Transit Honcho Mayo Pete Paid Kansas City Westside ONE MILLION BUCKS!!!

Credit where it's due . . . 

This cash might make my evening jaunts in a desperate search for decent coffee just a bit nicer. Sadly, TKC likely won't see a dime of this cash given that these studies are typically awarded to hipsters who are much better at paperwork than your 2nd favorite blogger. 

Fun fact on this topic . . . Rambunctious Kansas City Westside residents clandestinely tore out bike lanes on West Pennway and didn't wait for protest or a public meeting to do it. So I'm guessing this cash might bring us similar transit folly.

Either way . . . 

Here's a peek at a payday for one of my hipster neighbors pretending to understand urban planning . . .

$1 million in funding to be used to study how to reconnect Kansas City’s Westside neighborhood with the rest of the city’s commercial and residential centers.

The Westside community was home to immigrants from Mexico, Central, and Latin America who created a rich and diverse neighborhood that was a mix of housing, restaurants, and businesses, according to the transportation department. That community is now separated by I-35, which was built in the late 1960s, and other rail systems.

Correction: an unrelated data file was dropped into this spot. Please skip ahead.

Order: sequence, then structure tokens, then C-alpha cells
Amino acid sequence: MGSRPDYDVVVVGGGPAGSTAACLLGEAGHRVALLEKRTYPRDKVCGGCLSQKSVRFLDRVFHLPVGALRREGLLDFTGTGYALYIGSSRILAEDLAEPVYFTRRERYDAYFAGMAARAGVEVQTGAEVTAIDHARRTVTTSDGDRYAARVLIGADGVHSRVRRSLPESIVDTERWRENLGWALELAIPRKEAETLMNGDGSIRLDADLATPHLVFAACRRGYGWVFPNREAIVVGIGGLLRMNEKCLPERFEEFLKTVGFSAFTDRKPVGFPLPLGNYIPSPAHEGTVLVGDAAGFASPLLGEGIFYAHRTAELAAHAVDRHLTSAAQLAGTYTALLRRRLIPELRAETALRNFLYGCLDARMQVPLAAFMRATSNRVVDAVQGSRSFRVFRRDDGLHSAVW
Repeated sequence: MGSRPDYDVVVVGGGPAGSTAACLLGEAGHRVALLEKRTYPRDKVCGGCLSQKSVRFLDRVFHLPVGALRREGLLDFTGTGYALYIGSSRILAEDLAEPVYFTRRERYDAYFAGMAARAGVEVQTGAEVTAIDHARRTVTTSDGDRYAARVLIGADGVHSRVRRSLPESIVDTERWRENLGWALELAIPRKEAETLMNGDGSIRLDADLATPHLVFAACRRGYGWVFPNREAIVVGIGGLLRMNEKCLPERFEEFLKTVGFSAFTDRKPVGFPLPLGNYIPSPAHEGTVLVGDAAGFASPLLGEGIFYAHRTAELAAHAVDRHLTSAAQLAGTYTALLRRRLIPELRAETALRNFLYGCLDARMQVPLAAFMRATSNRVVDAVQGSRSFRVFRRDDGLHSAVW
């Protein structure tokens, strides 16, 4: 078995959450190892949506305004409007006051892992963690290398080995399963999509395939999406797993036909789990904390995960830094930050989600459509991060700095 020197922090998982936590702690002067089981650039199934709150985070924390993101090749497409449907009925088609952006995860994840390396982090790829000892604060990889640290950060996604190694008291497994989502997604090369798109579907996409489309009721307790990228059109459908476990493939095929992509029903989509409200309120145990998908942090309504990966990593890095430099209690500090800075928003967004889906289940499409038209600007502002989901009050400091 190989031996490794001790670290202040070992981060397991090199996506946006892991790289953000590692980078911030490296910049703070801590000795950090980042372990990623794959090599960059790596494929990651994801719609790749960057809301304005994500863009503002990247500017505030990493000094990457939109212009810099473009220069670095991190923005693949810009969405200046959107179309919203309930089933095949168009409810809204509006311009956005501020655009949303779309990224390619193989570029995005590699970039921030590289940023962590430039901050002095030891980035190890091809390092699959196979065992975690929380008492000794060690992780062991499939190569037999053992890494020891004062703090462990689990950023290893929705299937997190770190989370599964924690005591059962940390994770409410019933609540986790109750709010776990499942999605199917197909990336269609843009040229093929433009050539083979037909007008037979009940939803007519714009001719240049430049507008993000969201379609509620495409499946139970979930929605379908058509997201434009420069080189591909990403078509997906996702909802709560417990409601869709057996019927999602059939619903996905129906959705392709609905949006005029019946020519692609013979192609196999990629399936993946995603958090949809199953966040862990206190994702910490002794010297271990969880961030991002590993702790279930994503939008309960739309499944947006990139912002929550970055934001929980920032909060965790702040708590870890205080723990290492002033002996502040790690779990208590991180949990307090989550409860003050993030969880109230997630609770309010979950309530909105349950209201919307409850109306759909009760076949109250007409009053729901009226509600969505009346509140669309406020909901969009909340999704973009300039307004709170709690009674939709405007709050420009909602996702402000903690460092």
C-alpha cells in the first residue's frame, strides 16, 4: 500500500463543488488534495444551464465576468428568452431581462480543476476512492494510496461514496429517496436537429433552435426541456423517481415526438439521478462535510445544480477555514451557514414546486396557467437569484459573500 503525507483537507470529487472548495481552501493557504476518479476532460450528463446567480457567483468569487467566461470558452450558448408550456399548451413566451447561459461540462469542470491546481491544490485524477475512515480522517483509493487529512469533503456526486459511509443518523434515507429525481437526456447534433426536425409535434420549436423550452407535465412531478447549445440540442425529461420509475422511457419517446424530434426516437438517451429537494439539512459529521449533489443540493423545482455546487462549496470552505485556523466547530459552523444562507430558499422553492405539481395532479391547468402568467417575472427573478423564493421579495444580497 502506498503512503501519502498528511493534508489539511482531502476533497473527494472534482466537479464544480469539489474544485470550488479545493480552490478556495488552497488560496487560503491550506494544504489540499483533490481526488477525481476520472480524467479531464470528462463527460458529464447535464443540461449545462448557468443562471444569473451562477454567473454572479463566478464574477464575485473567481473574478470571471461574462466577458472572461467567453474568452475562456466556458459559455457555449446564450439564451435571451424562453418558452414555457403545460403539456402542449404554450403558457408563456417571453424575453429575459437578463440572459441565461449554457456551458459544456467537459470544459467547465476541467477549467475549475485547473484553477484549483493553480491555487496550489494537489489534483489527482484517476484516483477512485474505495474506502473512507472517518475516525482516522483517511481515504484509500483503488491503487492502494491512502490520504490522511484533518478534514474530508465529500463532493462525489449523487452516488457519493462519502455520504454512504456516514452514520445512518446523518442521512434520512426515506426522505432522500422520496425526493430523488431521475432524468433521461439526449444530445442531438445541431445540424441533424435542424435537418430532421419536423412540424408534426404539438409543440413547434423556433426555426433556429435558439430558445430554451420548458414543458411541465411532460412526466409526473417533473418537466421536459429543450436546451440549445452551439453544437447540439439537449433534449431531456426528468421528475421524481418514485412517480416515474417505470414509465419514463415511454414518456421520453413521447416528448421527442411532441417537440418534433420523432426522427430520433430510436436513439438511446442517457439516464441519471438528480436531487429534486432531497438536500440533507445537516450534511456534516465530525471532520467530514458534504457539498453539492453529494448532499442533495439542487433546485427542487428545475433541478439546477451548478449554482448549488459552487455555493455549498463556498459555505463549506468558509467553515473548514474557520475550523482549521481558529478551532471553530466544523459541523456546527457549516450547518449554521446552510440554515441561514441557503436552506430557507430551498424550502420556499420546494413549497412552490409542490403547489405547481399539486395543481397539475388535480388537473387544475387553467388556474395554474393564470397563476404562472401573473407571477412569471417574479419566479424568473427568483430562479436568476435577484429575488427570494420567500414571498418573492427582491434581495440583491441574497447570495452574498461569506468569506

The City of Kansas City, Missouri, will develop a comprehensive plan to increase mobility and connectivity, repair the community, and redress inequities and barriers to opportunity throughout the Westside of Kansas City, the department said.

“Transportation should connect, not divide, people and communities,” said Pete Buttigieg, U.S. secretary of transportation, who was in Kansas City Monday for the opening of region’s new airport terminal. “We are proud to announce the first grantees of our Reconnecting Communities Program, which will unite neighborhoods, ensure the future is better than the past, and provide Americans with better access to jobs, health care, groceries and other essentials.”

Read more via link . . .

KC's Westside neighborhood awarded $1M from feds to reconnect community split by I-35

A newly announced $1 million grant is expected to help reestablish a Kansas City neighborhood that was cut off from itself and opportunity thanks to past transportation infrastructure decisions - part of a $1 billion plan to right what many call a decades-long wrong largely perpetrated against historic communities of color.